Kerry seeks common ground with Russia on Syria, Ukraine
Moscow — The United States and Russia need to find common ground to end Syria’s civil war and restore stability in eastern Ukraine, U.S. Secretary of State John Kerry said Tuesday, as he met with Russian President Vladimir Putin to try to narrow gaps in the countries’ approaches to the crises.
“Together the United States and Russia have the ability to make a significant difference here,” Kerry told Putin as they began meeting at the Kremlin. Perhaps seeking to ease some tension in what were expected to be tough talks, Kerry praised Russia’s role in seeking to create a political transition process for Syria with other nations, including the U.S.
“It’s been a good cooperative effort and we’re very appreciative for what has been achieved so far,” Kerry said.
Putin offered only perfunctory comments at the start of the meeting, but spoke of several “outstanding issues” that need to be resolved.
Earlier, in talks with Russian Foreign Minister Sergey Lavrov, Kerry said the world benefits when great powers agree in their approaches to major crises.
“Even when there have been differences between us, we have been able to work effectively on specific issues,” Kerry said. “Today, I hope we can find some common ground.”
Russia and the U.S. are at odds over the mechanics of a political transition aimed at halting the war in Syria, as well as the military approach to fighting the Islamic State group. The results of Tuesday’s meetings will determine whether or not a new international diplomatic conference on Syria will go ahead as planned Friday at the United Nations.
On Ukraine, the two countries are split over the implementation of a February agreement meant to end hostilities between the Kiev government and Russian-backed separatists in eastern Ukraine.
Lavrov noted “outstanding issues” with the U.S. on the Syrian political transition that is supposed to bring representatives of Syrian President Bashar Assad’s government together with the opposition for negotiations by early January. And on Ukraine, Lavrov said the U.S. should use its influence with the government in Kiev to settle the conflict with the separatists by respecting a shaky cease-fire and moving ahead with political reforms in eastern Ukraine.
Kerry praised Moscow for having been “a significant contributor to the progress that we have been able to make” on Syria and said the U.S. and Russia both believe the Islamic State group must be eliminated.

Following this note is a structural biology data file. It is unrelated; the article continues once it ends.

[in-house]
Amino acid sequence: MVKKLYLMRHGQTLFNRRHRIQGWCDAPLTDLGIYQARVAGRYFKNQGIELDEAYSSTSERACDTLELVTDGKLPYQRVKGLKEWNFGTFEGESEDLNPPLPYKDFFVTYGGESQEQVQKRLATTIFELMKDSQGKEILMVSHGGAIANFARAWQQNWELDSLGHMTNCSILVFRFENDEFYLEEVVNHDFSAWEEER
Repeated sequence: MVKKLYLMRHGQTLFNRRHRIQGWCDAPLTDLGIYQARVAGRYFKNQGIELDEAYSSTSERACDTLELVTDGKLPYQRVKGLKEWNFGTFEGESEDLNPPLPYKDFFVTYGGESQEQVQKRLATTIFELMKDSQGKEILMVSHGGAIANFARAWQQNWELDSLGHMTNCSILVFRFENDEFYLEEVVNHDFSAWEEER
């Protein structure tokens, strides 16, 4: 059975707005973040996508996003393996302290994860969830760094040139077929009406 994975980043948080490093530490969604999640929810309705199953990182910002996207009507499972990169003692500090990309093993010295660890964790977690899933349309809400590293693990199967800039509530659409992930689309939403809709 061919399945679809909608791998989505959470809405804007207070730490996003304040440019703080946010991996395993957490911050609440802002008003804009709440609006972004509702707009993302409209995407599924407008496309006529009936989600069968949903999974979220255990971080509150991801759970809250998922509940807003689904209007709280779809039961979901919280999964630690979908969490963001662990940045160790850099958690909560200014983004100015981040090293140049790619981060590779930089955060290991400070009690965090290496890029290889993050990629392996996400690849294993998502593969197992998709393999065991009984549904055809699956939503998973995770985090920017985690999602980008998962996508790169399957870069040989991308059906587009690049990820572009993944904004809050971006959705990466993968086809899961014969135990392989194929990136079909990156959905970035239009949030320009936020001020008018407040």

“Russia and the United States agree that this is a threat to everybody, to every country,” he said. “They are the worst of terrorists. They attack culture and history and all decency. It leaves no choice but for civilized nations to stand together, to fight and destroy them.”
However, ahead of his arrival, Russia’s foreign ministry said Moscow would be looking for a “revision” in U.S. policy of “dividing terrorists into ‘bad’ and ‘good’ ones.” It also complained that the U.S. was unwilling to engage in “full-fledged coordination” between the two powers’ militaries while both are conducting airstrikes in Syria.
Russia says its airstrikes since late September have targeted the Islamic State, but Western governments claim Moscow is bombing mostly moderate Syrian rebels and is primarily concerned with shoring up Assad.
Assad’s future and his potential role in the political transition will be prime topics of Kerry’s conversations with Putin and Lavrov.
Russia has consistently said Assad’s future is for the Syrian people to decide, while the U.S. and many of its allies insist that he go, although they have softened their stance somewhat to allow Assad to play a temporary but as-yet undefined role in the transition. Syrian opposition groups, however, demand that Assad leave at the start of the process.
After his lengthy meeting with Lavrov, Kerry took time out for a brief stroll through Moscow’s Stary Arbat pedestrian shopping street, stopping at stores including a Dunkin’ Donuts under a light snow and exchanging greetings with Russians.
Kerry’s trip to Moscow is his second to Russia this year. Since the first, President Barack Obama has seen Putin briefly twice at summits in Turkey and France.
Regarding Ukraine, Kerry is asking for Russia’s full implementation of a February cease-fire in exchange for sanctions relief. That truce called for the removal of heavy weaponry from front lines, a Russian troop withdrawal, the release of detainees and full access for international monitors. But the cease-fire has become increasingly strained.
Lavrov, however, put the responsibility for a resolution squarely on Washington.
“Of course, we would like to continue the dialogue … on how the United States can assist with the Ukrainian settlement,” he said. “Given the U.S. influence on Kiev, it would be a positive factor.”